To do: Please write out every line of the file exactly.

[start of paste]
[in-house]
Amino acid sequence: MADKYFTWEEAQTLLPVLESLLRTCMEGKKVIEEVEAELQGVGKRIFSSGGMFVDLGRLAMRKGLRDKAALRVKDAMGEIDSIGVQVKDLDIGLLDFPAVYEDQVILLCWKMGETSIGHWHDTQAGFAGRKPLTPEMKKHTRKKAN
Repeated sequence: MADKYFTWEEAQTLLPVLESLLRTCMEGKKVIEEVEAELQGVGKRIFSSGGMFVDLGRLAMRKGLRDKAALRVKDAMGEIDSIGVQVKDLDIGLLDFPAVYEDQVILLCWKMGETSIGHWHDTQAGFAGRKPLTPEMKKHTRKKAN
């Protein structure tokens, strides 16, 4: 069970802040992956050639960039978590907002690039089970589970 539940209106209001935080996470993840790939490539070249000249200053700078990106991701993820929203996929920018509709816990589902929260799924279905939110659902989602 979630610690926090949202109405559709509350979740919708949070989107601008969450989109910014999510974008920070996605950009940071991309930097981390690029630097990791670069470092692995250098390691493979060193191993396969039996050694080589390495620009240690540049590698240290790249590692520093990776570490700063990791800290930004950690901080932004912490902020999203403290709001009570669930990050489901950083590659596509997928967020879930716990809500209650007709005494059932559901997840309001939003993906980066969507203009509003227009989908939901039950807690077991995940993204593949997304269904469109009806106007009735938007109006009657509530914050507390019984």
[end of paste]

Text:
[in-house]
Amino acid sequence: MADKYFTWEEAQTLLPVLESLLRTCMEGKKVIEEVEAELQGVGKRIFSSGGMFVDLGRLAMRKGLRDKAALRVKDAMGEIDSIGVQVKDLDIGLLDFPAVYEDQVILLCWKMGETSIGHWHDTQAGFAGRKPLTPEMKKHTRKKAN
Repeated sequence: MADKYFTWEEAQTLLPVLESLLRTCMEGKKVIEEVEAELQGVGKRIFSSGGMFVDLGRLAMRKGLRDKAALRVKDAMGEIDSIGVQVKDLDIGLLDFPAVYEDQVILLCWKMGETSIGHWHDTQAGFAGRKPLTPEMKKHTRKKAN
């Protein structure tokens, strides 16, 4: 069970802040992956050639960039978590907002690039089970589970 539940209106209001935080996470993840790939490539070249000249200053700078990106991701993820929203996929920018509709816990589902929260799924279905939110659902989602 979630610690926090949202109405559709509350979740919708949070989107601008969450989109910014999510974008920070996605950009940071991309930097981390690029630097990791670069470092692995250098390691493979060193191993396969039996050694080589390495620009240690540049590698240290790249590692520093990776570490700063990791800290930004950690901080932004912490902020999203403290709001009570669930990050489901950083590659596509997928967020879930716990809500209650007709005494059932559901997840309001939003993906980066969507203009509003227009989908939901039950807690077991995940993204593949997304269904469109009806106007009735938007109006009657509530914050507390019984």